More About the Unknown

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More About the Unknown

[cap­tion id=“attachment_86894” align=“aligncenter” width=“300”]The_Death_of_Socrates The Death of Socrates (1797) by Jacques-​Louis David. Socrates was “invited” to kill himself.[/caption]

by baldilocks

At Amer­i­can Thinker, First Amend­ment activists Matt Pat­ter­son and Lind­sey DePasse point to known his­tory, show how to ana­lyze it and how to draw con­clu­sions from it.

The Greek city-​state of Athens had no con­sti­tu­tional pro­tec­tions for peo­ple who advo­cated notions rad­i­cally at odds with pre­vail­ing wisdom.

The result: Socrates was put to death for “cor­rupt­ing” the youth.

Four hun­dred years later, the Roman province of Judea con­tained no con­sti­tu­tional pro­tec­tions for wild-​eyed preach­ers who advo­cated rad­i­cal alter­na­tives to estab­lished polit­i­cal and reli­gious orthodoxies.

The result: Jesus was cru­ci­fied for claim­ing to be “King of the Jews.”

Six­teen hun­dred years later in Italy, there were no con­sti­tu­tional pro­tec­tions for thinkers who dis­cerned pro­found restruc­tur­ing of meta­phys­i­cal realities.

The result: Galileo Galilei was tried and sen­tenced to house arrest by the Catholic Inqui­si­tion for advo­cat­ing views con­trary to Church doctrine.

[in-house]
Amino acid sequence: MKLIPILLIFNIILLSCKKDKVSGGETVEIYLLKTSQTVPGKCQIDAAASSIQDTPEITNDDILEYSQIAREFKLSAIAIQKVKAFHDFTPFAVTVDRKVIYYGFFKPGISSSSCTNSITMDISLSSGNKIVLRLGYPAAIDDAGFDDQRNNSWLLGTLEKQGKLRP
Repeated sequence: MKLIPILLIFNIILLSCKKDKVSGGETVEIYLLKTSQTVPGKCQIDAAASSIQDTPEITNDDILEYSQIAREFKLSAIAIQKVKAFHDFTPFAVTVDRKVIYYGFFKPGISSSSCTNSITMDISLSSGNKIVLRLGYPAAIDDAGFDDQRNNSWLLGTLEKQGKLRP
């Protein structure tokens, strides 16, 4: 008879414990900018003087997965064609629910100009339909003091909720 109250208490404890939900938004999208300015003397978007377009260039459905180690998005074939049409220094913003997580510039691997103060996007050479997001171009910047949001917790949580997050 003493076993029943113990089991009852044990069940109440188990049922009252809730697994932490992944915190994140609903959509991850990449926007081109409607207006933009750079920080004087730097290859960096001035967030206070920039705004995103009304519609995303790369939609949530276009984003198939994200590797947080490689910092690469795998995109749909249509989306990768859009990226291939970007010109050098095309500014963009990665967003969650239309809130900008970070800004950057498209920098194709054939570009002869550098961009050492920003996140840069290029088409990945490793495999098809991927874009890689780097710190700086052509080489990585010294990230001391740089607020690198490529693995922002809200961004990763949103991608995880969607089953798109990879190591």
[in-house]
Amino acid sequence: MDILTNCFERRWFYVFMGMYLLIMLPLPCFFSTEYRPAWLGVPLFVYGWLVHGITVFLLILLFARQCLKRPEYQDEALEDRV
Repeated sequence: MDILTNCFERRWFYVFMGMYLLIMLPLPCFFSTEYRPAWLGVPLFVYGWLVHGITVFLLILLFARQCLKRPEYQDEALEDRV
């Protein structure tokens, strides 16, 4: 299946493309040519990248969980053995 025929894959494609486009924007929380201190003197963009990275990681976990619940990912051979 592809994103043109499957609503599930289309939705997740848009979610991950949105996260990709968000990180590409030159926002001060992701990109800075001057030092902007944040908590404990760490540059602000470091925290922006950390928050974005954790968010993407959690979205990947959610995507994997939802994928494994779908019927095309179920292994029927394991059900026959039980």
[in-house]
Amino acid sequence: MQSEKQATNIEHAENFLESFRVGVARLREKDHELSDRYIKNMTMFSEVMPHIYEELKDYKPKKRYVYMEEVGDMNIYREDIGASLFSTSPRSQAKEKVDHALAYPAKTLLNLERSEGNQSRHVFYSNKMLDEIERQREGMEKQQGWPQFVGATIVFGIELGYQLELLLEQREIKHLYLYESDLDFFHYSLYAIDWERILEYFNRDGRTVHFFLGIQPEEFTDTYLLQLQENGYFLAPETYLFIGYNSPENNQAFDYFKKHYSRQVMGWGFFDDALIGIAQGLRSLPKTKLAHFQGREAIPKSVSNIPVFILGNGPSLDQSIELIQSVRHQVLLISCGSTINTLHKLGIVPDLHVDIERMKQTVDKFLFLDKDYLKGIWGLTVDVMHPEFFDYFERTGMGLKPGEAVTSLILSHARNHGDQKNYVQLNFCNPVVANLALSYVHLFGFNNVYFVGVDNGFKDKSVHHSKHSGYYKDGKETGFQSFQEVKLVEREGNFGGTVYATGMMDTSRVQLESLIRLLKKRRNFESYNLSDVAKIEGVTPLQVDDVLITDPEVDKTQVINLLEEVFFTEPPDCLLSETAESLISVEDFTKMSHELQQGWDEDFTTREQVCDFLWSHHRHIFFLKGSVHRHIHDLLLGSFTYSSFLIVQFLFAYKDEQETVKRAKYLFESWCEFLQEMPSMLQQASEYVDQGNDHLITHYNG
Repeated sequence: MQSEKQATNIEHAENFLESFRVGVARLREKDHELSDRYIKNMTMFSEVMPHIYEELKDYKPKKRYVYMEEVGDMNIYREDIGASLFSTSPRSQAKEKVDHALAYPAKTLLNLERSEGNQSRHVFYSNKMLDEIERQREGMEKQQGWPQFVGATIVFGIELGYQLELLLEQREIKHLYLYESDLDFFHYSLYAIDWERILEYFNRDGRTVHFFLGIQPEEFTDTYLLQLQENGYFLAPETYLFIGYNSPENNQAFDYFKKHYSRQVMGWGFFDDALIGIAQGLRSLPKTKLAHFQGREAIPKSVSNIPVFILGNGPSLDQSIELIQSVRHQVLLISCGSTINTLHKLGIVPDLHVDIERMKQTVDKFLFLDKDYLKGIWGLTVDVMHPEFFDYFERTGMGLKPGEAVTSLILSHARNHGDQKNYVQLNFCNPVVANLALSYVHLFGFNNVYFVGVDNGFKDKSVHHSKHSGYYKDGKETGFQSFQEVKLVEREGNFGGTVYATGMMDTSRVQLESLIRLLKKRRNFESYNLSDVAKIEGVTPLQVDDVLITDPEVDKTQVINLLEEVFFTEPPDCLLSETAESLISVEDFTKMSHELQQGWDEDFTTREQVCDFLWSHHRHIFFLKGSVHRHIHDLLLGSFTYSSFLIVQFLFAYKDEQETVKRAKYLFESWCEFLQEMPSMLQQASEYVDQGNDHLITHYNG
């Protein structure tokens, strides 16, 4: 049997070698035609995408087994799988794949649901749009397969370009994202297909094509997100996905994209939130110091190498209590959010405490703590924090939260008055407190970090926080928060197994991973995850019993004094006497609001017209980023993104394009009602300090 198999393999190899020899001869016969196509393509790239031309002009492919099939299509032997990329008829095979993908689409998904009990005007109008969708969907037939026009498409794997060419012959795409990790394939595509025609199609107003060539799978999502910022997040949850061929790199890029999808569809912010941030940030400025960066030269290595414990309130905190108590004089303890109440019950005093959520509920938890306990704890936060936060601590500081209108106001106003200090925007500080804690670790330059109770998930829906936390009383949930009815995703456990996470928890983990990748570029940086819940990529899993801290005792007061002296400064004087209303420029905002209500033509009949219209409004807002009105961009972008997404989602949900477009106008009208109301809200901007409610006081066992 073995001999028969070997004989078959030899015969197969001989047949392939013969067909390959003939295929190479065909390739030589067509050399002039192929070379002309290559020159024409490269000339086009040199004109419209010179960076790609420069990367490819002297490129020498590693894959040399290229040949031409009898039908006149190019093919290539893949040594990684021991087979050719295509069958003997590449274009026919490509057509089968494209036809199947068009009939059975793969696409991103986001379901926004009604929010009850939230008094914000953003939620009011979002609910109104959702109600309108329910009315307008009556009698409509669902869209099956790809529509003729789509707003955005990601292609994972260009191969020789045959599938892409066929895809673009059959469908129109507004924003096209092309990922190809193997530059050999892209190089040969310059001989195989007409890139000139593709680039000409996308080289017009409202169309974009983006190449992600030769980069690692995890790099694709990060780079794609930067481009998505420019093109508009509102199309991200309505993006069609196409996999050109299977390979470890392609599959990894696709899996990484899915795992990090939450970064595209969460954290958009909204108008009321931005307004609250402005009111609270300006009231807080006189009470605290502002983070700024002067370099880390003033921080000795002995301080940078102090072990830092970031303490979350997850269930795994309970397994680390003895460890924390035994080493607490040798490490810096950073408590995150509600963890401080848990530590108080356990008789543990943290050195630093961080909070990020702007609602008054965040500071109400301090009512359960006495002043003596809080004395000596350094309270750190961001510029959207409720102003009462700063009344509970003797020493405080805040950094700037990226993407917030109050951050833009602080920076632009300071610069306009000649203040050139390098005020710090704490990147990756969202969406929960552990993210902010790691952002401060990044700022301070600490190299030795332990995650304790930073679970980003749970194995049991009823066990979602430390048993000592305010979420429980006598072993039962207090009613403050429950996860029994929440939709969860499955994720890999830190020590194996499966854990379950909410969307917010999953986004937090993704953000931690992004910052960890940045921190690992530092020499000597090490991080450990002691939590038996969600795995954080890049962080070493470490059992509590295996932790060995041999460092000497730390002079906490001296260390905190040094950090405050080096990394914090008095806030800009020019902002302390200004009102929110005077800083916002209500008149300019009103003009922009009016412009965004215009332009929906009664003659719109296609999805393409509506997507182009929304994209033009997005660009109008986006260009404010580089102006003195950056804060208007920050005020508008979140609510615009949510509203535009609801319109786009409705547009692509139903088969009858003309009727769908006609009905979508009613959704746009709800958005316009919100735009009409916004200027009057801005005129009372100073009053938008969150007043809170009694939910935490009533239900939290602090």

Four hun­dred years later, the United States of Amer­ica did pro­vide con­sti­tu­tional pro­tec­tions of speech and assem­bly, allow­ing Dr. Mar­tin Luther King, Jr. to lead a move­ment that changed laws and expanded lib­erty for millions.

Socrates, Jesus and Galileo lacked gov­ern­men­tal pro­tec­tion to say crazy things. As a result, they were put to death or impris­oned by the gov­ern­ment for say­ing crazy things.

True, Dr. King also met with an untimely end, slain by a fel­low cit­i­zen who denied him his con­sti­tu­tion­ally pro­tected free­doms. But the oth­ers were killed or impris­oned by the gov­ern­ment because they had no con­sti­tu­tion­ally pro­tected freedoms.

That is all the dif­fer­ence in the world. And it is a dif­fer­ence that Dr. King died for.

Of course, no ancient his­tory is taught in most pub­lic schools, much less the sim­ple compare/​contrast analy­sis dis­played above. As a result,

A 2015 Pew Research sur­vey found, “Four-​in-​ten Mil­len­ni­als say the gov­ern­ment should be able to pre­vent peo­ple pub­licly mak­ing state­ments that are offen­sive to minor­ity groups.”

Let that sink in for a moment: 40 per­cent of Mil­len­ni­als favor explicit, uncon­sti­tu­tional cen­sor­ship of “offen­sive” speech. The same Pew sur­vey found that 35 per­cent of all Democ­rats and 33 per­cent of all women “say the gov­ern­ment should be able to cur­tail speech that is offen­sive to minorities.”

When the gov­ern­ment comes after the First Amend­ment, look for it to come for the rest. Some argue con­vinc­ingly that it’s too late. We’ll see.

Related: Con­di­tion: Unknown, Unknowns

Juli­ette Akinyi Ochieng blogs at baldilocks. (Her older blog is located here.) Her first novel, Tale of the Tigers: Love is Not a Game (click on left side­bar image), was pub­lished in 2012. Her sec­ond novel will be done in 2016. Fol­low her on Twit­ter.